Tuesday, November 11, 2008

Veterans Day reflection

For as long as I can remember, there have always been members of my family in the military. Some joined out of patriotism; others were drafted; some joined for the opportunity to get ahead in life. When war happens, it happens close to home. I've never truly met anyone who was anti-soldiers. Even anti-war activists want to bring soldiers home safely. I think most people are actually supportive of military members and their families.

A few months ago, I got a call from a friend who was visiting our old hometown. I'll call him Swat, because he's in law enforcement. I expected him to tell me about the changes in the old neighborhood and what happened to old friends. He did that but then he relayed a request. The mother of an acquaintance wanted to know if I could say something about her son. He had passed away in the war in Iraq and the funeral was scheduled for later on in the week. I was a dumbfounded, because I didn't know her son had passed away. And I also knew that there was no way I was going to make that funeral, because it was too far away, and I would never make it in time, much less afford the ticket home on such short notice.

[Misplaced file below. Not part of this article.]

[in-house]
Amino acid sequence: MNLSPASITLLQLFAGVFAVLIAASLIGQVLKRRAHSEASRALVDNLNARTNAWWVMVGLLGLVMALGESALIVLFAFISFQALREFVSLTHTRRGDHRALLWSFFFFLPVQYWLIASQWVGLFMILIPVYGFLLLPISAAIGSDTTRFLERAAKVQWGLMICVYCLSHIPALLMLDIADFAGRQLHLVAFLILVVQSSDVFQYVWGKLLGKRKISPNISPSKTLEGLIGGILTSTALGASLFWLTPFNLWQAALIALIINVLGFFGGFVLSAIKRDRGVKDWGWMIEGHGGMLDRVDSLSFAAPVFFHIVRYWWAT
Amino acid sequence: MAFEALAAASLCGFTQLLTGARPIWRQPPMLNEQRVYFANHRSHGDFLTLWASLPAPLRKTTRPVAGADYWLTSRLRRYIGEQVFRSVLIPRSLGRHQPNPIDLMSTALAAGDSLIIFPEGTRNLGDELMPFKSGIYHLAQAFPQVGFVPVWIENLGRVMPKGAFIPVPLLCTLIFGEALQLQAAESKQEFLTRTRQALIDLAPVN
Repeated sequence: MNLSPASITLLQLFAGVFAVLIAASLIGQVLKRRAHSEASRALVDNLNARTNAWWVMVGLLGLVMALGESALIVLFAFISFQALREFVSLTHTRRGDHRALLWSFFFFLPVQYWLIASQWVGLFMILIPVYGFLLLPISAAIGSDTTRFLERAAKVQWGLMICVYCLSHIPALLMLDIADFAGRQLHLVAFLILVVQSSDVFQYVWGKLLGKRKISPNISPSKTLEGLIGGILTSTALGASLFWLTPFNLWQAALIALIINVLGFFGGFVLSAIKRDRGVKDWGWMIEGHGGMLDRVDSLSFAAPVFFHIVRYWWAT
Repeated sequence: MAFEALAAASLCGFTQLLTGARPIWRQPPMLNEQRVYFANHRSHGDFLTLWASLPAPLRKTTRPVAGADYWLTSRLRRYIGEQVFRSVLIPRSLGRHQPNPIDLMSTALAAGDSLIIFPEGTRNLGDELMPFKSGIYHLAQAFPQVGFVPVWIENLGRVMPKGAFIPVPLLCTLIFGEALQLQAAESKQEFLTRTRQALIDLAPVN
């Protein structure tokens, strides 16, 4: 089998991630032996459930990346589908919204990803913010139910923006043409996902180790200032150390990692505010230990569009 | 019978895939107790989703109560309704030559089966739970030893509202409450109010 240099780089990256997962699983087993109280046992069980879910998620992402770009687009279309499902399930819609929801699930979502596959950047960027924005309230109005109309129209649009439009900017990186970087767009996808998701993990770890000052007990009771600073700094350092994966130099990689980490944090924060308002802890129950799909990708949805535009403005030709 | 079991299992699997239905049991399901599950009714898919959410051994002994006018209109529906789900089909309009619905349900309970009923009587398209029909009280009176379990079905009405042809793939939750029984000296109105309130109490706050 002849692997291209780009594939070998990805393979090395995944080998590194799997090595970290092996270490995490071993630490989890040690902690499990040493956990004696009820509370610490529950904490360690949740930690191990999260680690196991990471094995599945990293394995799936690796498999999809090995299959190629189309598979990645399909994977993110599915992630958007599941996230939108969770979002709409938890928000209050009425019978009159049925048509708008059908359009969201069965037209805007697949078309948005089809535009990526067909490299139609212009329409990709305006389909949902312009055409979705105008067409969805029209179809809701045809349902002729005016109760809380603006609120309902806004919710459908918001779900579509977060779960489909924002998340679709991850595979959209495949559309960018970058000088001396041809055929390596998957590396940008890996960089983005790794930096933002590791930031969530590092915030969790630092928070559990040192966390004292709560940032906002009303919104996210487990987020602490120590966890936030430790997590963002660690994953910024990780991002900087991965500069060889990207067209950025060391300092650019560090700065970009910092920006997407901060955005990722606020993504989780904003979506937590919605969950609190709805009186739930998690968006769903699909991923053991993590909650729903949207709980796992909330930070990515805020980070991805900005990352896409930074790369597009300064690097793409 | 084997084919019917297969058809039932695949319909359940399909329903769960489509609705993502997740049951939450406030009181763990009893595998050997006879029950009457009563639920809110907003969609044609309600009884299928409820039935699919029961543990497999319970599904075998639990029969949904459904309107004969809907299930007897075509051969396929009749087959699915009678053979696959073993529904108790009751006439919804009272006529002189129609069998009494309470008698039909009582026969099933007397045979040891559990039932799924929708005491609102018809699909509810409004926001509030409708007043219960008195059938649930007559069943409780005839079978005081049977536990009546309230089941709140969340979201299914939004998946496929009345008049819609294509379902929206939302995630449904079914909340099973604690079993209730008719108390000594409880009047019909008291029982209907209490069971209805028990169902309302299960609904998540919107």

I was kind of surprised at the request, because her son and I weren't really friends. In fact, we didn't really hang out. We only met the last year of high school when he moved into town. I tried to be nice to him, but for some reason, he was just unfriendly, at least towards me. I'm not exactly sure what I did to piss him off, but he was not happy with me.